Pruitt diverts EPA agents to protect him 24/7, instead of protecting YOU from pollution
Back in May, Coral Davenport and Eric Lipton at the New York Times reported how Environmental Protection Agency-hating EPA chief Scott Pruitt was instilling a sense of paranoia in the agency’s offices. Among other things, they wrote that he required round-the-clock bodyguards to accompany him even when he was at EPA headquarters. Pruitt is the first chief in the EPA’s 47-year history to order bodyguards 24 hours a day.
The agency response?
“None of this is true. It’s all rumors. […] It’s very disappointing, yet not surprising, to learn that you would solicit leaks, and collude with union officials in an effort to distract from the work we are doing to implement the president’s agenda.”
Turns out—surprise!—that it’s not only true, but it also mucks up the core mission of the agency that Pruitt has said he wants the EPA to return to. Juliet Eilperin and Brady Dennis at The Washington Post report Wednesday:
Scott Pruitt’s round-the-clock personal security detail, which demands triple the manpower of his predecessors at the Environmental Protection Agency, has prompted officials to rotate in special agents from around the country who otherwise would be investigating environmental crimes.
The EPA’s Office of Enforcement and Compliance Assurance has summoned agents from various cities to serve two-week stints helping guard Pruitt in recent months. And while hiring in many departments is frozen, the agency has sought an exception to hire additional full-time staff to protect Pruitt.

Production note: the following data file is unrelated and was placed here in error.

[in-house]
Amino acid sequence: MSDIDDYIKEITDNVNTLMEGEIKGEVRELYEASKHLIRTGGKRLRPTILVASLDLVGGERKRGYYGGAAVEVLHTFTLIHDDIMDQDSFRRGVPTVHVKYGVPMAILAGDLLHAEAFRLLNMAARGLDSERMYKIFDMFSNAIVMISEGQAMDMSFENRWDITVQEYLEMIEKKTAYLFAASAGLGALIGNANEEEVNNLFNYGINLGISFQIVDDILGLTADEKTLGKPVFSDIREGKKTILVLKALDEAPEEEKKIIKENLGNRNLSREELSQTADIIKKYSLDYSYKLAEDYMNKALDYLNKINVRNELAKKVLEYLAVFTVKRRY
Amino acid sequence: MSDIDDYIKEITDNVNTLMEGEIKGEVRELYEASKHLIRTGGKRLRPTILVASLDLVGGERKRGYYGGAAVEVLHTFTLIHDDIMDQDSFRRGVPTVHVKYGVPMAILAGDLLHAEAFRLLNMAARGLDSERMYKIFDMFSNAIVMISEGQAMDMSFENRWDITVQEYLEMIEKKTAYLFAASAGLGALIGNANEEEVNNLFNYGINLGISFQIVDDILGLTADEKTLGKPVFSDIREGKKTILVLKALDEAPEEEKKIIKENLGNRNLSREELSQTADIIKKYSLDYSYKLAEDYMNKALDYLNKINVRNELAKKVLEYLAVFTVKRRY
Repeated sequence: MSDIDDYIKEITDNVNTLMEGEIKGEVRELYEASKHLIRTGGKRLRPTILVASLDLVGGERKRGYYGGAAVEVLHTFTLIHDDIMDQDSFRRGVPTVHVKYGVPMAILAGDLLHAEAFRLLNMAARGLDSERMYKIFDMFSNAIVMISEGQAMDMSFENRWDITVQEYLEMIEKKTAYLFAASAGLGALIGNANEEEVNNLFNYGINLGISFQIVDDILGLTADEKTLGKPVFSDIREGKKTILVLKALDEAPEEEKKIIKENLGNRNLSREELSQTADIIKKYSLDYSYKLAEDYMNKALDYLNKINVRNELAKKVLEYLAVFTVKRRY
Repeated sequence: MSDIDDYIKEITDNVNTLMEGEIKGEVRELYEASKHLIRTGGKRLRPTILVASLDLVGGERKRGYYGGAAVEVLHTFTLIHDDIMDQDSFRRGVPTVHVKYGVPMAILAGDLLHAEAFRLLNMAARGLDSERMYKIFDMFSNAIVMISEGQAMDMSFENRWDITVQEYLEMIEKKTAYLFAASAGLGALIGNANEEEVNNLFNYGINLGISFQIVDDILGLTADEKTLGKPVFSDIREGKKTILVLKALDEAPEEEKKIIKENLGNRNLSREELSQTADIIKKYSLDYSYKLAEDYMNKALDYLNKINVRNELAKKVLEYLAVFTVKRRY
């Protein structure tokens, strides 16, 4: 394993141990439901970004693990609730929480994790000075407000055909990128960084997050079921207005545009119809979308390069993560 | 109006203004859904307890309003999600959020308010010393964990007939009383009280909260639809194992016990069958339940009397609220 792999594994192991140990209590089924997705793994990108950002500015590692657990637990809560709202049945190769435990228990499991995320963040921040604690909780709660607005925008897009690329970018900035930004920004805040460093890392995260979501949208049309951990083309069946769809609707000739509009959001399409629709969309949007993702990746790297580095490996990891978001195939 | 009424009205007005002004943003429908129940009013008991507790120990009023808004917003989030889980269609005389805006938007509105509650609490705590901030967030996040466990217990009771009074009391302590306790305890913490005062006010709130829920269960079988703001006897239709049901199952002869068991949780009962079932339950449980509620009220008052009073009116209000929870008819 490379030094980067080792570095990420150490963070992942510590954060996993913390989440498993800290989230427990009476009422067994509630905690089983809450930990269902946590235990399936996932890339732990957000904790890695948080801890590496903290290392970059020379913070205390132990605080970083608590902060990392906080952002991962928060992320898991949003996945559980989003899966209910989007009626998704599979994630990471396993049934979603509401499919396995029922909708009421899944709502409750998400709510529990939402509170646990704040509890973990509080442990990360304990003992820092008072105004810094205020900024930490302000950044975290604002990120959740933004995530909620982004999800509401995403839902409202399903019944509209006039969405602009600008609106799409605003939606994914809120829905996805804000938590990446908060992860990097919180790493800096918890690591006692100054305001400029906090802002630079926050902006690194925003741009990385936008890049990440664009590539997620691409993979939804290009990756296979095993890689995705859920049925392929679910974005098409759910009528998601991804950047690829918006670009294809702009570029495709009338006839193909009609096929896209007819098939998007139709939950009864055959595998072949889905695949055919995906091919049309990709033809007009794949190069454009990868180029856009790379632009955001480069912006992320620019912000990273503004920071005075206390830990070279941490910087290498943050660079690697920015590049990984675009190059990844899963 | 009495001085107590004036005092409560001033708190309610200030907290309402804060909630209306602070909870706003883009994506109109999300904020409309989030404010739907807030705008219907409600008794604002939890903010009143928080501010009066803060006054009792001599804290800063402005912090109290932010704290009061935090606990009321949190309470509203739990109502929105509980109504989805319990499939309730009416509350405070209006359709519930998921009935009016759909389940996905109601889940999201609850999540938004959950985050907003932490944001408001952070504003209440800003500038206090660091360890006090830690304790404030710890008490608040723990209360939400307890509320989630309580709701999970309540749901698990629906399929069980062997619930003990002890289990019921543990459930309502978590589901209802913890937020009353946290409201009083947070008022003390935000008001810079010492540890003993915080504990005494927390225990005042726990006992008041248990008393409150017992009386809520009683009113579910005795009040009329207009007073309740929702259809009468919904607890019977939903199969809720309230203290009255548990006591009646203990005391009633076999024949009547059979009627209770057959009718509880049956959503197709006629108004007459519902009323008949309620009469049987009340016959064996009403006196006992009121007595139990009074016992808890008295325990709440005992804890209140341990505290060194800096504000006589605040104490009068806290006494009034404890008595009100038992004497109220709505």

If Pruitt were in the private sector and pushed through cuts like that, he would, of course, get a fat bonus at the end of the year, increased compensation and praise for his impact on “the bottom line.”
But even for a Congress dominated by extremist Republicans, such a cut was too much. The House of Representatives has passed a much smaller EPA cut for the 2018 fiscal year, reducing its budget to $7.5 billion, $1.9 billion more than the Trump regime asked for. The final federal budget won’t be approved until December, if then, but if it is passed, the EPA budget would come in at the same level as in 2008. When inflation is figured in, however, the cut provides the agency with a budget that has 15 percent less purchasing power than a decade ago.
This comes at a time when the EPA needs to have more staff on the ground, particularly more enforcement and investigative staff. But that interferes with Scott Pruitt’s objective, which is to gut the EPA and meddle with its science-based approach to environmental protection. Perhaps he will find a way to divert even more of the current staff assigned to those tasks by making sure his deputies get round-the-clock protection, too.
(Originally appeared at DailyKos.)